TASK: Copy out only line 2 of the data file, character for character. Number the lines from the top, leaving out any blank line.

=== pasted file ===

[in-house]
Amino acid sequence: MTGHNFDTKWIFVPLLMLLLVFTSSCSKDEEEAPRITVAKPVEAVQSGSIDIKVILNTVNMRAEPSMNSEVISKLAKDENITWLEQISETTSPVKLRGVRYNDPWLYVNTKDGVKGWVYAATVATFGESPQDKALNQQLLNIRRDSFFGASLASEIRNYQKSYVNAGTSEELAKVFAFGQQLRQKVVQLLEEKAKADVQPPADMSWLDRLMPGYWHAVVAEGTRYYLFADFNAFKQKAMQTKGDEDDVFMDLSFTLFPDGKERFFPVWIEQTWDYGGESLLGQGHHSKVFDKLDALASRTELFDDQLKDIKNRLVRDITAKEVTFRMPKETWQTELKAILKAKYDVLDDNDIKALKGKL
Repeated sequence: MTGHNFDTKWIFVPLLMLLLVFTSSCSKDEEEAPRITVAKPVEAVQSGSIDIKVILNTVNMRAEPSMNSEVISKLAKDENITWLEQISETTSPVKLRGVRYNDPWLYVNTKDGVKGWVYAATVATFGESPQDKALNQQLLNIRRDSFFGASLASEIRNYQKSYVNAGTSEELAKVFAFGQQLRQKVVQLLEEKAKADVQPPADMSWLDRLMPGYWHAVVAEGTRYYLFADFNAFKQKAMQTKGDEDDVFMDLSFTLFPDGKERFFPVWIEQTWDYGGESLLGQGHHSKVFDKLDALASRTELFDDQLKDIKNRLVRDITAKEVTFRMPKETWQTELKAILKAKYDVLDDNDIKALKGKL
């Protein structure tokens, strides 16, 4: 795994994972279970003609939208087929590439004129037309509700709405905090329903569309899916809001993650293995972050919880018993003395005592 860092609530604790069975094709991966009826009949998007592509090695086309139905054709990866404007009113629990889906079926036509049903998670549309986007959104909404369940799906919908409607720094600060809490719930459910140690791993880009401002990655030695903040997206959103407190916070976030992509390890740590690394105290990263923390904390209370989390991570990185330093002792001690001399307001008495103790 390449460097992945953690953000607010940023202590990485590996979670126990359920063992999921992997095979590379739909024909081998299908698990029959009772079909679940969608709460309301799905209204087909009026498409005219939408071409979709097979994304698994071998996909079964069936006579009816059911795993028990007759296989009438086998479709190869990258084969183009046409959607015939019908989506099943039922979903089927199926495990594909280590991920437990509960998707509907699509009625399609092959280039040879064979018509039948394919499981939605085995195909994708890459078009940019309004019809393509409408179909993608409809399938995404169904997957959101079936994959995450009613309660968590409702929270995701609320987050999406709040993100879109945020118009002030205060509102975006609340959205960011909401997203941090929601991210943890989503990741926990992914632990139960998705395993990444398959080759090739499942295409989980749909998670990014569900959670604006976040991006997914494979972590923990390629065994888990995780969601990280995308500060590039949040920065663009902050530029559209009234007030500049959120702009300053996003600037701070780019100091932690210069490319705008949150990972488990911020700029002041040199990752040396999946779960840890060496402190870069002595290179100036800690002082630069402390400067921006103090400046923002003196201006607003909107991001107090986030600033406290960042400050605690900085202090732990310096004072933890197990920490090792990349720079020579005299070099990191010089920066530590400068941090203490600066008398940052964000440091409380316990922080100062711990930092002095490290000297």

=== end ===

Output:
Amino acid sequence: MTGHNFDTKWIFVPLLMLLLVFTSSCSKDEEEAPRITVAKPVEAVQSGSIDIKVILNTVNMRAEPSMNSEVISKLAKDENITWLEQISETTSPVKLRGVRYNDPWLYVNTKDGVKGWVYAATVATFGESPQDKALNQQLLNIRRDSFFGASLASEIRNYQKSYVNAGTSEELAKVFAFGQQLRQKVVQLLEEKAKADVQPPADMSWLDRLMPGYWHAVVAEGTRYYLFADFNAFKQKAMQTKGDEDDVFMDLSFTLFPDGKERFFPVWIEQTWDYGGESLLGQGHHSKVFDKLDALASRTELFDDQLKDIKNRLVRDITAKEVTFRMPKETWQTELKAILKAKYDVLDDNDIKALKGKL